7 Bad Home Theater Upgrades
Upgrading your home theater can, for some, become an obsession. The first couple of upgrades are great. One goes from using TV speakers to a soundbar. From a soundbar to a surround system. From a bass module to a real subwoofer. Taking a reflective room and adding room treatments. These upgrades all are noticeably better. Once you’ve got a full speaker system in a treated space, it is harder to scratch that upgrade itch. This often leads people to make bad home theater upgrade purchases. We call these “bad” not because they are never appropriate purchases, but because they will rarely create a meaningful improvement in most systems. Let’s begin!
If you already have appropriately sized speakers, getting larger ones is unlikely to make things sound any better. There may be a psychological improvement to your system, but there is little chance that there will be an objective improvement. Larger speakers can create more bass and greater volume. But if you can already hit reference level in your room, you don’t need more volume. If you have a subwoofer (or two), then you don’t need more bass. Getting larger speakers is simply a waste of money.
Along the same vein, getting a larger subwoofer is unlikely to make any substantive difference in your system. This is assuming that you already have a subwoofer that can play down to 20Hz at reference level. The larger subwoofer simply gives you more “headroom” which is the ability to play louder than you actually need. If you don’t need it to be any louder, why pay for it? Of course, many will claim that you need to larger subwoofer because they can play infrasonic bass. This is bass so low that you can’t hear it. They say you need this because this is the bass you can “feel.” That simply isn’t true. Getting the bigger subwoofer isn’t an upgrade to your home theater, it is a downgrade to your bank account.
There are times when you absolutely need an external amplifier. Those times are not subtle. Usually, it’s because your AV receiver can’t power all your speakers. Sometimes it is because your speakers need additional power. Unfortunately, many amplifier “upgrades” are not by necessity, but because people think that the external amp will make their speakers sound better. If your speakers can already play loud enough without distortion, buying a more powerful amp won’t make them play any better.
4) External DAC
A DAC (or Digital to Analogue Converter) is present in any device that takes a digital signal and outputs something analogue. Your AV receiver is full of DACs. Your TV likely has a DAC or two (if it has RCA outputs for sound). The idea behind this home theater upgrade is that an external DAC will somehow do a better job of converting the digital signal to an analogue one. Unfortunately for all the pundits out there, that’s rarely the case. DACs are a fairly mature technology that isn’t very expensive to integrate into devices. There are real reasons to have one, but this is to correct very obvious problems. Upgrading to an external DAC to improve already good sound isn’t likely to make a difference.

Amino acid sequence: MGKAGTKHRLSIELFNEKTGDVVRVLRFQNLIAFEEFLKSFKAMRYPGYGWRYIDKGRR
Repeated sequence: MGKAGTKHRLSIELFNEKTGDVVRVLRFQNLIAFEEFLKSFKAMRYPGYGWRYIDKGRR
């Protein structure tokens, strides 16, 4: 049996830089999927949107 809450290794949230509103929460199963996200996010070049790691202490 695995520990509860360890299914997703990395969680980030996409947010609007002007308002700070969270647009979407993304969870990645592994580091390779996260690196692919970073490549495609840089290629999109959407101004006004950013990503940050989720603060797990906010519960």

People are highly resistant to adding acoustic panels to their spaces. It’s a shame because they have very few problems adding other decorations. When we can get people to understand that room acoustics are important, they often look for non-panel solutions that simply don’t work. They try to put up curtains to keep sound from traveling from one part of a room to another. They add “acoustic foam” because it is smaller and cheaper than traditional panels. These solutions either flat out don’t work or they don’t work well enough to make a real difference. If it isn’t making your home theater sound better, it’s a bad upgrade by definition.
Like most of the “upgrades” on this list, diffusers do what they claim. They “scatter” sound rather than directly reflecting it. This can be very useful in rooms that are highly absorptive. Unfortunately, most if not all home theaters are woefully lacking in absorption. While they won’t actually make things sound worse, they aren’t going to improve the sound significantly. On top of that, they are more expensive than traditional absorption panels and are taking the spot where one could live. In that way, they are reducing the amount of absorption in your room, making it potentially sound worse.
There are a lot of reasons to upgrade your TV. Upgrading to get 8k resolution is not one of them. As we’ve talked about before, 8k resolution is complete overkill for most home theaters. If you haven’t sat in your home theater and thought, “Wow, I really can notice the pixels in my image,” recently, then you don’t need 8k resolution. If you want to upgrade your display so that you can get HDR or Dolby Vision, better blacks, or some of the latest gaming features, go right ahead. Those are upgrades you’ll notice. You may even end up with 8k resolution at the same time. But if you are upgrading simply for the resolution, then you are unlikely to experience any real difference.
For the most part, all of these “bad” home theater upgrades are actually useful in some situations. Some people with large rooms need tower speakers, external amplifiers, and big subwoofers. When you are using a laptop or a phone, an external DAC can make a difference. Diffusers do exactly what they say and can be useful in very large spaces. The problem is when you pay good money for one of these things when your situation doesn’t call for it. Then you are spending money for no real difference.